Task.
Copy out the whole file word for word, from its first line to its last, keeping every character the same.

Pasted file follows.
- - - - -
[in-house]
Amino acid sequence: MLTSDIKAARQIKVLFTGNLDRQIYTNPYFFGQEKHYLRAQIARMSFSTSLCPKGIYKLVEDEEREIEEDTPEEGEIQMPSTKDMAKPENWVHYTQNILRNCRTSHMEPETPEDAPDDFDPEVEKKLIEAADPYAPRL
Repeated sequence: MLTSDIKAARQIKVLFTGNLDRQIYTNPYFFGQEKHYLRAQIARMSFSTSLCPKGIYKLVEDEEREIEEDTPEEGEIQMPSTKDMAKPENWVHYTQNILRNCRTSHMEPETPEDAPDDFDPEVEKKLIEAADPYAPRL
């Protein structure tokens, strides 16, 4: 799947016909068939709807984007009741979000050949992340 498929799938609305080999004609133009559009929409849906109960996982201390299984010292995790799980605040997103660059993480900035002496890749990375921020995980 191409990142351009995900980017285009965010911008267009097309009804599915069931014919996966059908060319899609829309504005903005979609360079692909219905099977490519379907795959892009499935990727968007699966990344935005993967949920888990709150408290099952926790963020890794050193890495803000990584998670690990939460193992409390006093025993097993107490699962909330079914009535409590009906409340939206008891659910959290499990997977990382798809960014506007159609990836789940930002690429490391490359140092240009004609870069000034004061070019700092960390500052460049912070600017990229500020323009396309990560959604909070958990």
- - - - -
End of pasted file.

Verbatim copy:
[in-house]
Amino acid sequence: MLTSDIKAARQIKVLFTGNLDRQIYTNPYFFGQEKHYLRAQIARMSFSTSLCPKGIYKLVEDEEREIEEDTPEEGEIQMPSTKDMAKPENWVHYTQNILRNCRTSHMEPETPEDAPDDFDPEVEKKLIEAADPYAPRL
Repeated sequence: MLTSDIKAARQIKVLFTGNLDRQIYTNPYFFGQEKHYLRAQIARMSFSTSLCPKGIYKLVEDEEREIEEDTPEEGEIQMPSTKDMAKPENWVHYTQNILRNCRTSHMEPETPEDAPDDFDPEVEKKLIEAADPYAPRL
């Protein structure tokens, strides 16, 4: 799947016909068939709807984007009741979000050949992340 498929799938609305080999004609133009559009929409849906109960996982201390299984010292995790799980605040997103660059993480900035002496890749990375921020995980 191409990142351009995900980017285009965010911008267009097309009804599915069931014919996966059908060319899609829309504005903005979609360079692909219905099977490519379907795959892009499935990727968007699966990344935005993967949920888990709150408290099952926790963020890794050193890495803000990584998670690990939460193992409390006093025993097993107490699962909330079914009535409590009906409340939206008891659910959290499990997977990382798809960014506007159609990836789940930002690429490391490359140092240009004609870069000034004061070019700092960390500052460049912070600017990229500020323009396309990560959604909070958990």